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After Donald Trump's Twitter account was suspended for 11 minutes this month, the hunt was on to find the employee who did it. A German man and former Twitter contractor has come forward with his side of the story.
It was the 11 minutes heard around the world — on November 2, US President Donald Trump's Twitter account was temporarily taken down by an employee on his last day of work.
In an interview published Wednesday, a young German man named Bahtiyar Duysak came forward as the now-former-Twitter worker responsible for the move.
Speaking with technology news website TechCrunch, Duysak said he considered it a "mistake" and never thought Trump's account would be deactivated.
"There are millions of people who would take actions against him if they had the possibility. In my case, it was just random," Duysak said in a video of the interview, clad in a gray sweater emblazoned with the American flag.
In a separate report with two anonymous sources, BuzzFeed News also reported that Duysak was responsible for the Trump account suspension. Twitter did not confirm whether Duysak was the employee in question.
'I didn't hack anyone'
As a temporary contractor at Twitter's headquarters in San Francisco, Duysak was assigned to the social media giant's customer support department.
Employees field alerts that come in when users report offensive tweets, harassment and other suspected infringements of Twitter's policies. The department then determines what further steps should be taken, TechCrunch said in its report.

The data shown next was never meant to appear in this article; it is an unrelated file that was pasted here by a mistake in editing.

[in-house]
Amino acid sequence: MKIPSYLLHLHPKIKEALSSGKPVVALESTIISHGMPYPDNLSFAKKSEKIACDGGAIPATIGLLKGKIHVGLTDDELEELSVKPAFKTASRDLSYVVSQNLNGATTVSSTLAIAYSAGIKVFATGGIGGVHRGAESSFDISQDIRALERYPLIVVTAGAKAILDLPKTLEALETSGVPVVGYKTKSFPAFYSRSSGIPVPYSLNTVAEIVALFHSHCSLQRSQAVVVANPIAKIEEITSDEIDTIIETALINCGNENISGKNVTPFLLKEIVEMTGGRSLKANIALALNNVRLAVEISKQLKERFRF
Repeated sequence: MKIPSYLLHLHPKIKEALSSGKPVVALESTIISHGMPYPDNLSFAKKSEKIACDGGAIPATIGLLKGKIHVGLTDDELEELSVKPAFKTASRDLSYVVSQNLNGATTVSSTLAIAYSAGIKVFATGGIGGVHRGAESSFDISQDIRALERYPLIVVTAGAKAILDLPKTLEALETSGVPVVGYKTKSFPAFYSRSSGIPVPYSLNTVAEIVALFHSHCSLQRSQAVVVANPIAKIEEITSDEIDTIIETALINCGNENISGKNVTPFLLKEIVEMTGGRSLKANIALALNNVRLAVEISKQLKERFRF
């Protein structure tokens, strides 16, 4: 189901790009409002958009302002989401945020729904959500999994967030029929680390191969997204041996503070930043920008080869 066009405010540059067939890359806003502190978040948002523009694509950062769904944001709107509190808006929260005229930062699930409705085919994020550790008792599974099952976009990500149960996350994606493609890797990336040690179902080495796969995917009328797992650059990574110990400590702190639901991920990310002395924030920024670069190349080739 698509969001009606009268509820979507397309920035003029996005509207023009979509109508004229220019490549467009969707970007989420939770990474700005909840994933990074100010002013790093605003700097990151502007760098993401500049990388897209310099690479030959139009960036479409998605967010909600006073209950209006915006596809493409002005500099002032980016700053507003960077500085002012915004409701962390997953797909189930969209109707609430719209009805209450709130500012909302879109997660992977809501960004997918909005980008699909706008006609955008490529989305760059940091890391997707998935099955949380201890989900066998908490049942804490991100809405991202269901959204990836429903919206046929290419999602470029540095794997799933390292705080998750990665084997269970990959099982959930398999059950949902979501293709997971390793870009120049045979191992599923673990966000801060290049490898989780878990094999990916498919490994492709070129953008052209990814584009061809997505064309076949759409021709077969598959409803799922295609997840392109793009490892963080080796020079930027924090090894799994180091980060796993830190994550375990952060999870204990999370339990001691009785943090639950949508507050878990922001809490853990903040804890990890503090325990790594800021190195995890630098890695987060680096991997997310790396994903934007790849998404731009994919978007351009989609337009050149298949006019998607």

Trump's @realdonaldtrump account has been repeatedly reported for allegedly violating Twitter's Terms of Service with his controversial tweets. Most recently, Trump has come under criticism for retweeting posts by Britain First, a small, anti-Muslim group in the UK.
Towards the end of his last day at Twitter, Duysak received an alert from someone who had reported Trump's account. What happened next wasn't planned, he said.
"As a final, throwaway gesture, he put the wheels in motion to deactivate it. Then he closed his computer and left the building," TechCrunch wrote.
The site did not elaborate on the procedure or why the account was deactivated hours after Duysak took action.
"I didn't hack anyone. I didn't do anything which I wasn't authorized to do," the ex-Twitter employee said.
Back home in Germany, where the 20-something with Turkish roots was born and raised, Duysak said he decided to come forward in an effort to share his side of the story before other media outlets unveiled his identity.
The temporary deactivation of Trump's account earlier this month raised concerns over how much power Twitter employees have over high-profile accounts. Some raised concerns that such suspensions could spark international incidents.
In a statement on Wednesday, Twitter said: "We have taken a number of steps to keep an incident like this from happening again."